I went to prison.
I sat under the big mango tree, among the families bringing pork and chicken and taro to their jailed loved ones, and again, talked with inmate Ngaakitai Taria. Yes, he who was convicted of killing his 9-year-old grandson, just last year.
I brought three paltry donuts. We talked, and the 47-year-old took off his Ray-Bans to look directly at me in way he hadn’t when we first spoke.
I hear you ask: why do you give him the time of day?
I believe him when he tells me he wants to heal.
And I also believe those who say, he’s not there yet. And this community is not there yet, not ready to forgive. First, Taria must take responsibility for his actions.
Taria admits as much: “My family hasn’t healed. Nobody has healed. I know it will be hard for them.”
Since we ran our first interview with the former award-winning Aitutaki tourism operator last week, there has been a strong reaction. Some feel we were too “sympathetic” to him.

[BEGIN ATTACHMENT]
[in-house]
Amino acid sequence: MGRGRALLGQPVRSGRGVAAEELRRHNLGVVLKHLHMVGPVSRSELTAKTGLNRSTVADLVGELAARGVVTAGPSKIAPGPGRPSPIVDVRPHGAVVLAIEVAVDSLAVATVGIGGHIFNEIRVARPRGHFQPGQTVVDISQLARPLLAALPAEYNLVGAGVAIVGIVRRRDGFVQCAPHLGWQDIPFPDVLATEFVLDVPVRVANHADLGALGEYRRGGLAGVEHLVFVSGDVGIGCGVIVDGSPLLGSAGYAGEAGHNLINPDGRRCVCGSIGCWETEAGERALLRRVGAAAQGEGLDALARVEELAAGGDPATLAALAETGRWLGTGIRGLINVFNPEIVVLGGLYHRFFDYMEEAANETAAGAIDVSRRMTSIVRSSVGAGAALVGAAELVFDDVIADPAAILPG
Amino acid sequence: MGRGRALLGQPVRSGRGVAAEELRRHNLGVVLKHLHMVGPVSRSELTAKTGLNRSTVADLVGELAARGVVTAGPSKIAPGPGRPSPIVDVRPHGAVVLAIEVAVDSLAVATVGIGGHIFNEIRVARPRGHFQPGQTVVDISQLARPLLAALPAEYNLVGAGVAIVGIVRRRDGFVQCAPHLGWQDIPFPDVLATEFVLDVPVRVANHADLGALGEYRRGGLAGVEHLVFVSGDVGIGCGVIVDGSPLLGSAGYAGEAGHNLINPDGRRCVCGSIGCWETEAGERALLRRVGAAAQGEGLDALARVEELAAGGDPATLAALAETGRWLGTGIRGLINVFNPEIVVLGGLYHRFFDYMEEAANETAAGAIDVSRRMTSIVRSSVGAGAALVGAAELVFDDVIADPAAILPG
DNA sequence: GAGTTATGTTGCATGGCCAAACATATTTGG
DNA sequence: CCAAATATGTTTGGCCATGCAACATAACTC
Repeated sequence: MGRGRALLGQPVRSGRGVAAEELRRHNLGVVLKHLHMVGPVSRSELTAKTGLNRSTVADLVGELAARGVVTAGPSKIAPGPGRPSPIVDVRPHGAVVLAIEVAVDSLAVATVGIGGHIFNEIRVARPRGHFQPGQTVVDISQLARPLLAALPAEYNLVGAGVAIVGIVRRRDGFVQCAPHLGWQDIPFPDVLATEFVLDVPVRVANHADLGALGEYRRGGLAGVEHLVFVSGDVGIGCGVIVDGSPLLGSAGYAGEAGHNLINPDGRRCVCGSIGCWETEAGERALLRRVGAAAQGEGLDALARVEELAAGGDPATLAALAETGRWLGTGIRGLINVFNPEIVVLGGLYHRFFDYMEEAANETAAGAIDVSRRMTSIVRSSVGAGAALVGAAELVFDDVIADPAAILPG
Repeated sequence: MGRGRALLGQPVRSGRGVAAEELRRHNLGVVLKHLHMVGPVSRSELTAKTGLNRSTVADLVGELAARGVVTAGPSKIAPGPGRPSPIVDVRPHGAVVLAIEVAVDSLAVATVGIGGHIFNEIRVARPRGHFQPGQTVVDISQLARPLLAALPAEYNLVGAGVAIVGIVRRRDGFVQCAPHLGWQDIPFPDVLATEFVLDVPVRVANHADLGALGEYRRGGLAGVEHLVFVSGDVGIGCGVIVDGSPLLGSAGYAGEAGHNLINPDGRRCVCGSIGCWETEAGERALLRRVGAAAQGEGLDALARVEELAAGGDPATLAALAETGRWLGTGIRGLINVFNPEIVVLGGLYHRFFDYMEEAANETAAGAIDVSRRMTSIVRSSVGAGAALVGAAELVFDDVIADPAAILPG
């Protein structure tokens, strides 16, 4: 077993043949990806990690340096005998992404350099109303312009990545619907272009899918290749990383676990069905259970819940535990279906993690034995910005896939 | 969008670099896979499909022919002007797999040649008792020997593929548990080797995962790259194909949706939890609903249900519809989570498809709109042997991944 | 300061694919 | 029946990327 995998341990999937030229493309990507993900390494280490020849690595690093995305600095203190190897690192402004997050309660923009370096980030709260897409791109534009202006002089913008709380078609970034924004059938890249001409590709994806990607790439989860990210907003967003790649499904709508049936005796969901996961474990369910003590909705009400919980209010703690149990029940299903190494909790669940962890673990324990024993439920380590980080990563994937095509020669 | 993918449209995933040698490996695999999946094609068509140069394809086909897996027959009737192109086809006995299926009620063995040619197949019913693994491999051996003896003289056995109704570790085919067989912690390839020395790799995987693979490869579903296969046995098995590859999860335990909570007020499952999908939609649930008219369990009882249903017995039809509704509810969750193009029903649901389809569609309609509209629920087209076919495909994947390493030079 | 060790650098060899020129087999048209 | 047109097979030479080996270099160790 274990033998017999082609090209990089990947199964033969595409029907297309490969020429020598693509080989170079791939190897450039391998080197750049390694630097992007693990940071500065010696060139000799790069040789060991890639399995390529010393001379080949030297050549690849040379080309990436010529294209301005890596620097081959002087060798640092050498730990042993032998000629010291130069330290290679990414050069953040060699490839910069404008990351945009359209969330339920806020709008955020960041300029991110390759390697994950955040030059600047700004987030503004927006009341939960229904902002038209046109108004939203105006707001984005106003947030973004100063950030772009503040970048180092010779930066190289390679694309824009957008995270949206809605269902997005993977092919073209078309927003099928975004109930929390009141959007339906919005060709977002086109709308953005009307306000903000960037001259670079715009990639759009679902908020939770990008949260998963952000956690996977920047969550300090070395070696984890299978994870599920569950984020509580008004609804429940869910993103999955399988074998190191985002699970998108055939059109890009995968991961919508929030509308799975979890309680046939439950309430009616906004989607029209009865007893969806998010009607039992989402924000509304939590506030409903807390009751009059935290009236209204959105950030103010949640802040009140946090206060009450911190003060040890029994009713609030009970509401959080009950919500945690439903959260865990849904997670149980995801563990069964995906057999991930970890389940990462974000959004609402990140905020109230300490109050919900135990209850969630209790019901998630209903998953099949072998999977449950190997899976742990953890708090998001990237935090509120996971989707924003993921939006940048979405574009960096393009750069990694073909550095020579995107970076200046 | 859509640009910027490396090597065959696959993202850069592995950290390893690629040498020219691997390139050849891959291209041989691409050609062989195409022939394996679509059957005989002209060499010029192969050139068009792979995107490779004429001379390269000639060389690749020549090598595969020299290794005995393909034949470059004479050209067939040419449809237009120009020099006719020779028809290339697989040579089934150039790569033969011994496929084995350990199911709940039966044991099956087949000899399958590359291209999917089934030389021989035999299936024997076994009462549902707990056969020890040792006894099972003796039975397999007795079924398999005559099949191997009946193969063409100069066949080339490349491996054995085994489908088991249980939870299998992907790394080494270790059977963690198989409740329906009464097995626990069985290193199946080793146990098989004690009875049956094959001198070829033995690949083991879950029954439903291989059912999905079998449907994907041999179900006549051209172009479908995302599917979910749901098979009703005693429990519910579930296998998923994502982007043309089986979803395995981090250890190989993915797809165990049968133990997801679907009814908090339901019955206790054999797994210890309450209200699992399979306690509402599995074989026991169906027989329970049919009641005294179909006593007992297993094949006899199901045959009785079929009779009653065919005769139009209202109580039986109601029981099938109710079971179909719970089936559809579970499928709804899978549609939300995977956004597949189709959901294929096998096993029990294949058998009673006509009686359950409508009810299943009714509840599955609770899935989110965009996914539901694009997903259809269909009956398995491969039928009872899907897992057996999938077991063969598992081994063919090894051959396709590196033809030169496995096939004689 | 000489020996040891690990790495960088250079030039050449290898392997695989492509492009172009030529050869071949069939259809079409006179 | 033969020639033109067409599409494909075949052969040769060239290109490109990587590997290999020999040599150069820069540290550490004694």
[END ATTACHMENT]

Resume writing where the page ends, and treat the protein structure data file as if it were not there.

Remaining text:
Others are concerned that we focused on his violent crime, not on his hopes to rehabilitate, and mentor other younger prisoners, and again become a contributing member of the community.
Most agreed with us, though, on one thing: that we need to think first of the small boy and his family.
Today, the family of 9-year-old Scorpfield Wichman Anthony speak to us. He’s never before been publicly named; today, his family ask that he be remembered not just as the victim of sustained beatings – but as a loved human being in his own right.
Today, we honour the voice of this child.